Cory Sullivan never officially announced his retirement after the Phillies let him go from Triple-A earlier this year, but he’s done as an active player and is looking for a front-office job, the Denver Post’s Troy Renck reports.
Sullivan, a six-year major league veteran, hit .271/.327/.381 in 1,127 at-bats, most of them coming with the Rockies. He was Colorado’s primary center fielder for much of 2005 and ’06 — his claim to fame came on Apr. 9, 2006, when he became the first player since 1951 to triple twice in an inning — but then the Rockies traded for Willy Taveras to start over him in 2007.
Sullivan always had more of a fourth outfielder’s skill set anyway. However, he had a surprisingly hard time finding work as a reserve. After spending most of 2008 in the minors with the Rockies, he did play fairly well for the Mets in 2009, hitting .250/.338/.382 in 157 at-bats. Still, he again struggled to find work afterwards and that he hit just .188 in 64 at-bats for the Astros in 2010 pretty much ended his career.
So now, having just turned 32, Sullivan is looking to break into some team’s scouting department, with higher aspirations along the way. Former teammates Troy Tulowitzki and Chris Iannetta both believe he has what it takes to advance.
“He was brutally honest. And he knows the game,’’ Tulo said. “He’s had success, and he’s failed. He’s been in different situations. Those things can only help you, in my opinion, if you go into the front office.’’
Ten days ago Nationals ace Max Scherzer said he’d be ready for the start of the regular season. “I’m gonna do it,” Scherzer said.
[Ron Howard from “Arrested Development” voice] — No, he’s not:
Nationals manager Dusty Baker said that Max Scherzer is not on track to be the team’s opening day starter, and will most likely open the season as the third pitcher in the rotation.
He’s still projected to make it to the opening rotation, taking the hill, most likely, on Thursday April 6 against the Marlins. At least if the schedule doesn’t slip any more.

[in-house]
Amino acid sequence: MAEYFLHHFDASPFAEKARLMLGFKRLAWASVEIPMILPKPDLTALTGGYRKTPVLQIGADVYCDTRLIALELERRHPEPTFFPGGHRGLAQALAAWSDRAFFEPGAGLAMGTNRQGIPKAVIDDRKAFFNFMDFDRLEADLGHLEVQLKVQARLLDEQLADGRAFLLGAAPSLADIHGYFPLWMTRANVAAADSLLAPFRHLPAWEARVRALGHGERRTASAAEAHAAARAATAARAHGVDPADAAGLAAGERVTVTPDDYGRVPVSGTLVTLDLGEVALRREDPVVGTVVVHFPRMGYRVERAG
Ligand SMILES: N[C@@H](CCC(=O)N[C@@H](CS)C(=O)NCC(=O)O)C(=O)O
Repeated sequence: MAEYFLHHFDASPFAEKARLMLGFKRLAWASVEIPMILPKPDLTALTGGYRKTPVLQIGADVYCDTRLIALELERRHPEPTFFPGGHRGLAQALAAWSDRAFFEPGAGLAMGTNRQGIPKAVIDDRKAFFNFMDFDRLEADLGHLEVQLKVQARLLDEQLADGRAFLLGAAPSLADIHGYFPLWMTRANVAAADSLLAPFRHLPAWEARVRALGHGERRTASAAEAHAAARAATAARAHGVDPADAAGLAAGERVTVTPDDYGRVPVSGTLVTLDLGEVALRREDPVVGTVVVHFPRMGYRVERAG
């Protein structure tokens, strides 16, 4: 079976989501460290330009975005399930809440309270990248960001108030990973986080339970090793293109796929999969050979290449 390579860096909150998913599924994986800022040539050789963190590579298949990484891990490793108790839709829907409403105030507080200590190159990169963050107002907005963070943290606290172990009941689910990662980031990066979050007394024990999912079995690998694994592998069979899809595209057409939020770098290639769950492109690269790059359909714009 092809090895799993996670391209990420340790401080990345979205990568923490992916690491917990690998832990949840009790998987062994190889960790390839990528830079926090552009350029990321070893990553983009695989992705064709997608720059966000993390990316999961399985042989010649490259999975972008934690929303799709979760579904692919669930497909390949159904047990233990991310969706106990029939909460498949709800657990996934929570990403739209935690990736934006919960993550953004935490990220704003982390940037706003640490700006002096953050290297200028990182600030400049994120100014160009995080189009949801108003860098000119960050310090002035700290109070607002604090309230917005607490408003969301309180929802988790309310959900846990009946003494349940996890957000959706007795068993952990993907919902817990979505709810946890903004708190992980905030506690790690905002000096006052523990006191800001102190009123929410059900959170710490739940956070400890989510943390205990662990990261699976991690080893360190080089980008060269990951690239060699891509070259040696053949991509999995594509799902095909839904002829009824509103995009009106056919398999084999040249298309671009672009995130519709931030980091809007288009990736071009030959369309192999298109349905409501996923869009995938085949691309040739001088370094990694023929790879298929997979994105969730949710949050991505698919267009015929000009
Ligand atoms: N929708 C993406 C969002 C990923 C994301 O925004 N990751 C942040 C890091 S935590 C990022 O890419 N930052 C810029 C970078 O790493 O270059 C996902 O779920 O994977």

Scherzer, as you probably know, has a stress fracture in the knuckle of his right ring finger, which has messed with his preparation and has caused him to alter his grip a bit. As of now Stephen Strasburg will get the Opening Day nod.
Fortune Magazine has put out a list of The World’s Greatest Leaders. Not the greatest business leaders, not the greatest leaders in a given industry, but the Greatest Leaders, full stop. The greatest according to Fortune: The Cubs’ Theo Epstein.
For some context, Pope Francis was third. Angela Merkel was 10th. Lebron James was the next greatest sports leader, ranked 11th. Take Fortune’s methodology with a grain of salt, however, given that it has John McCain above Merkel — what, exactly, does he lead now? — and Samantha Bee in the top 20.
So what makes Theo the world’s best leader according to Fortune?
The Cubs owe their success to a five-year rebuilding program that featured a concatenation of different leadership styles. The team thrived under the affable patience of owner Tom Ricketts, and, later, under the innovative eccentricity of manager Joe Maddon. But most important of all was the evolution of the club’s president for baseball operations, Theo Epstein, the wunderkind executive who realized he would need to grow as a leader in order to replicate in Chicago the success he’d had with the Boston Red Sox.
I don’t want to take anything away from what Theo has done — he’s a Hall of Fame executive already in my view — but I feel like maybe one needs to adjust for the fact that this is a baseball team we’re talking about. They’re the whole world to us and their brands are nationally and even world famous, but as an organization, sports teams are rather small. There are guys who run reasonably-sized HVAC companies with more employees than a baseball team and they don’t get the benefit of an antitrust exemption and a rule which allows them to get their pick of the best new employees if they had a bad year the year before.
Really, not trying to throw shade here, just thinking that being the spiritual father for 1.2 billion Catholics or running a foundation that serves 55 million needy children — like the woman who comes in at number 14 — is a bit of a tougher trick.
But this will make a great framed magazine article on Theo’s wall in Wrigley Field.